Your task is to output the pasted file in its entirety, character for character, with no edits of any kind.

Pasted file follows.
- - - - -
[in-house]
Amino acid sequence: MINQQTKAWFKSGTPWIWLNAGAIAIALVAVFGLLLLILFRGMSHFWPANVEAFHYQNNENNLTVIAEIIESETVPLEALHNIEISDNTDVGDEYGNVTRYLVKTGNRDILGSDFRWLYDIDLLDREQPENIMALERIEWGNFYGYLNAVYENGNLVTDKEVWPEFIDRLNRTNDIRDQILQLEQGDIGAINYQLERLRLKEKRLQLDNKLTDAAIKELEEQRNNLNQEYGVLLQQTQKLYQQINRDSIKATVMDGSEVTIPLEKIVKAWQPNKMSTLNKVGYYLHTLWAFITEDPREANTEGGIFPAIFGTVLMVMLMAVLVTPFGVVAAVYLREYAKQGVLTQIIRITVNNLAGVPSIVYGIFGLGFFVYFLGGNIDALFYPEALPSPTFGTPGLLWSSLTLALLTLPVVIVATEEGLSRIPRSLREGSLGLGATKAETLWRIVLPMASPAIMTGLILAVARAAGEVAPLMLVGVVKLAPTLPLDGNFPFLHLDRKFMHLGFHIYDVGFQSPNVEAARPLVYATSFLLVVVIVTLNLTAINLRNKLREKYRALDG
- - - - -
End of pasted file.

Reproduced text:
[in-house]
Amino acid sequence: MINQQTKAWFKSGTPWIWLNAGAIAIALVAVFGLLLLILFRGMSHFWPANVEAFHYQNNENNLTVIAEIIESETVPLEALHNIEISDNTDVGDEYGNVTRYLVKTGNRDILGSDFRWLYDIDLLDREQPENIMALERIEWGNFYGYLNAVYENGNLVTDKEVWPEFIDRLNRTNDIRDQILQLEQGDIGAINYQLERLRLKEKRLQLDNKLTDAAIKELEEQRNNLNQEYGVLLQQTQKLYQQINRDSIKATVMDGSEVTIPLEKIVKAWQPNKMSTLNKVGYYLHTLWAFITEDPREANTEGGIFPAIFGTVLMVMLMAVLVTPFGVVAAVYLREYAKQGVLTQIIRITVNNLAGVPSIVYGIFGLGFFVYFLGGNIDALFYPEALPSPTFGTPGLLWSSLTLALLTLPVVIVATEEGLSRIPRSLREGSLGLGATKAETLWRIVLPMASPAIMTGLILAVARAAGEVAPLMLVGVVKLAPTLPLDGNFPFLHLDRKFMHLGFHIYDVGFQSPNVEAARPLVYATSFLLVVVIVTLNLTAINLRNKLREKYRALDG